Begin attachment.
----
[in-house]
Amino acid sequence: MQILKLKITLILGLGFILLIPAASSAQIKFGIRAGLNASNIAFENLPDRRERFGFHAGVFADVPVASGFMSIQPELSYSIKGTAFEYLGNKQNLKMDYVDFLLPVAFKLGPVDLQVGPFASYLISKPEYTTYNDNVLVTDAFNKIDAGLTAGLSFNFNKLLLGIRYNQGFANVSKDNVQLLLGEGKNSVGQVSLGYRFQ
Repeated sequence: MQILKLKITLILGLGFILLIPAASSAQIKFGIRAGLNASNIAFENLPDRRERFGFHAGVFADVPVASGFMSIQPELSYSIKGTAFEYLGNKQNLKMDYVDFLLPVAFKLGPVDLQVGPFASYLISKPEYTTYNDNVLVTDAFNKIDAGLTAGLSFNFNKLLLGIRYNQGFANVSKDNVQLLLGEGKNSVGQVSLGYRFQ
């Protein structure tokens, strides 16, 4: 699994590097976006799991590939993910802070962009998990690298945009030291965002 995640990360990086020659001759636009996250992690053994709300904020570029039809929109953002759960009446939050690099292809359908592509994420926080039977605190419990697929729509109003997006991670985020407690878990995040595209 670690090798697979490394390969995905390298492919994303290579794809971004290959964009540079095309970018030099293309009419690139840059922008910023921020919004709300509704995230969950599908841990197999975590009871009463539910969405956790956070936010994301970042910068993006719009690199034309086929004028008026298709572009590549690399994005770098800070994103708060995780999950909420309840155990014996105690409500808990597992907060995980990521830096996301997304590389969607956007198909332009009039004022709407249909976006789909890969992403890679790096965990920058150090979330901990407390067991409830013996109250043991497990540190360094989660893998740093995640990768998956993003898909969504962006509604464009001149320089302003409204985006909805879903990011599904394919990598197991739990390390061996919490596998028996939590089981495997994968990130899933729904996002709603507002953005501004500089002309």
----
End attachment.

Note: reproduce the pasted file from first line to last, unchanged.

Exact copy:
[in-house]
Amino acid sequence: MQILKLKITLILGLGFILLIPAASSAQIKFGIRAGLNASNIAFENLPDRRERFGFHAGVFADVPVASGFMSIQPELSYSIKGTAFEYLGNKQNLKMDYVDFLLPVAFKLGPVDLQVGPFASYLISKPEYTTYNDNVLVTDAFNKIDAGLTAGLSFNFNKLLLGIRYNQGFANVSKDNVQLLLGEGKNSVGQVSLGYRFQ
Repeated sequence: MQILKLKITLILGLGFILLIPAASSAQIKFGIRAGLNASNIAFENLPDRRERFGFHAGVFADVPVASGFMSIQPELSYSIKGTAFEYLGNKQNLKMDYVDFLLPVAFKLGPVDLQVGPFASYLISKPEYTTYNDNVLVTDAFNKIDAGLTAGLSFNFNKLLLGIRYNQGFANVSKDNVQLLLGEGKNSVGQVSLGYRFQ
């Protein structure tokens, strides 16, 4: 699994590097976006799991590939993910802070962009998990690298945009030291965002 995640990360990086020659001759636009996250992690053994709300904020570029039809929109953002759960009446939050690099292809359908592509994420926080039977605190419990697929729509109003997006991670985020407690878990995040595209 670690090798697979490394390969995905390298492919994303290579794809971004290959964009540079095309970018030099293309009419690139840059922008910023921020919004709300509704995230969950599908841990197999975590009871009463539910969405956790956070936010994301970042910068993006719009690199034309086929004028008026298709572009590549690399994005770098800070994103708060995780999950909420309840155990014996105690409500808990597992907060995980990521830096996301997304590389969607956007198909332009009039004022709407249909976006789909890969992403890679790096965990920058150090979330901990407390067991409830013996109250043991497990540190360094989660893998740093995640990768998956993003898909969504962006509604464009001149320089302003409204985006909805879903990011599904394919990598197991739990390390061996919490596998028996939590089981495997994968990130899933729904996002709603507002953005501004500089002309």